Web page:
Now at this point, you could probably go – so what? They’re not funny, who cares? – but this is where things tie back to my opening statement, Giggle doesn’t just tell bad knock-knock jokes, or make the odd pun, instead it presents content directly from the Facebook feed of a middle aged woman who has never encountered anyone who wasn’t straight, white and aggressively ignorant.

    GiggleTV presents itself as a G-Rated platform, while making many jokes I wouldn’t tell my mum, let alone my child, not just because they are risqué, but because they perpetuate stereotypes about gender and sexuality that so many have spent so long to fight, and there is no benefit to normalising such content.

    It’s at this point that I would like to give Giggle the benefit of the doubt in some respects, from their brief interactions with left-wing-activist-right-handed-writer/punqueen on Sarah Wilson on writehanded.org, it is clear that they just don’t understand how humour works, or even what their business is.

    When I’m surfing Reddit and stumble across something that makes me laugh, I don’t immediately publicly broadcast it, if I want to share it (and face it, its human nature to share laughter), I first assess whether a) this joke will be funny to the recipient and b) this is an appropriate time/place to present it to them.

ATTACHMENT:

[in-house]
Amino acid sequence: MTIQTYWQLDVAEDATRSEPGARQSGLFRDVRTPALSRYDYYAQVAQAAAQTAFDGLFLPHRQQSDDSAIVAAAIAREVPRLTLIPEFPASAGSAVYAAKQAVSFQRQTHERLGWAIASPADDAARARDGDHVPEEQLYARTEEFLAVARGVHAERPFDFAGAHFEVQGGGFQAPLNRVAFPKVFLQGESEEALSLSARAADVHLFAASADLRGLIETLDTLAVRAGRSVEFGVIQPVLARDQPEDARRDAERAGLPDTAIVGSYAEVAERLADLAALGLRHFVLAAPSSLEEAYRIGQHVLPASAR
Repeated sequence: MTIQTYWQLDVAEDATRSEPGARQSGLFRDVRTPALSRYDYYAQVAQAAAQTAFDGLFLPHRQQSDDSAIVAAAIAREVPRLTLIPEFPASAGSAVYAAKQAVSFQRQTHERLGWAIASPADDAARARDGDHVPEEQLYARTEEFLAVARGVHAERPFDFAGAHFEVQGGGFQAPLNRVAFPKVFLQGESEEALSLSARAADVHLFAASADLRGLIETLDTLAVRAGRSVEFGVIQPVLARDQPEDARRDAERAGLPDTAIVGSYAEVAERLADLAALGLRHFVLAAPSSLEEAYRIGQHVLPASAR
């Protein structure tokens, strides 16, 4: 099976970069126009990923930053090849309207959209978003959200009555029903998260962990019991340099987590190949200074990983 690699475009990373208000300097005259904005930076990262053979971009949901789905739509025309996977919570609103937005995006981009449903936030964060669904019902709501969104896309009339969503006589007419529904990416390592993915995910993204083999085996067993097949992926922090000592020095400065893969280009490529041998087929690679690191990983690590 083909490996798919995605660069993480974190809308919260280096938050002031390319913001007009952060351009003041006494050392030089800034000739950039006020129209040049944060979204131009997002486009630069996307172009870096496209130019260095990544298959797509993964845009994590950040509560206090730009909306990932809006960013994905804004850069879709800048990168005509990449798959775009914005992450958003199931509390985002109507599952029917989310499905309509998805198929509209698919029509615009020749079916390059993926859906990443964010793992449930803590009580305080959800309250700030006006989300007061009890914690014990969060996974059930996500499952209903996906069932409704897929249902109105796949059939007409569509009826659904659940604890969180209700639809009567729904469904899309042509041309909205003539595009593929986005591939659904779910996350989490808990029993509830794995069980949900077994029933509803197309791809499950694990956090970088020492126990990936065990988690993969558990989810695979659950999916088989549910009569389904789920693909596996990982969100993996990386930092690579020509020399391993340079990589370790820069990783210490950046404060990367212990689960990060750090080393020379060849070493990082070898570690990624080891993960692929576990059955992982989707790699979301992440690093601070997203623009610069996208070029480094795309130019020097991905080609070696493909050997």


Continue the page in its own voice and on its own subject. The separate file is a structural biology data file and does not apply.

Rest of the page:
For example, while my best friend and I love stupid Batman Jokes, I wouldn’t show this to him at his parents’ funeral http://thememorycardisfull.tumblr.com/image/119767741426

    Extreme example I know, but this is my point. When I am sitting in a pharmacy, or my doctor’s office, or standing in line at a bakery, you don’t know who I am, you don’t know what I’m currently struggling with, or what values I hold most dear. You can’t even tell if I’m in the mood to be told a joke, or if something horrible has just happened (see above).

    There is no feasible way for GiggleTV, to ensure that any content that could be considered risky to only reach those that are going to find it funny, which is why they do have to play it safe, and to quote their Director’s response to Sarah – be “extremely sensitive and overly PC”.

    This is the realm Giggle have chosen to play in, uncontrolled public spaces, which means they have to play by the rules of the lowest common denominator, which in this case means ensuring their humour does not directly, indirectly, intentionally or unintentionally target or upset anyone.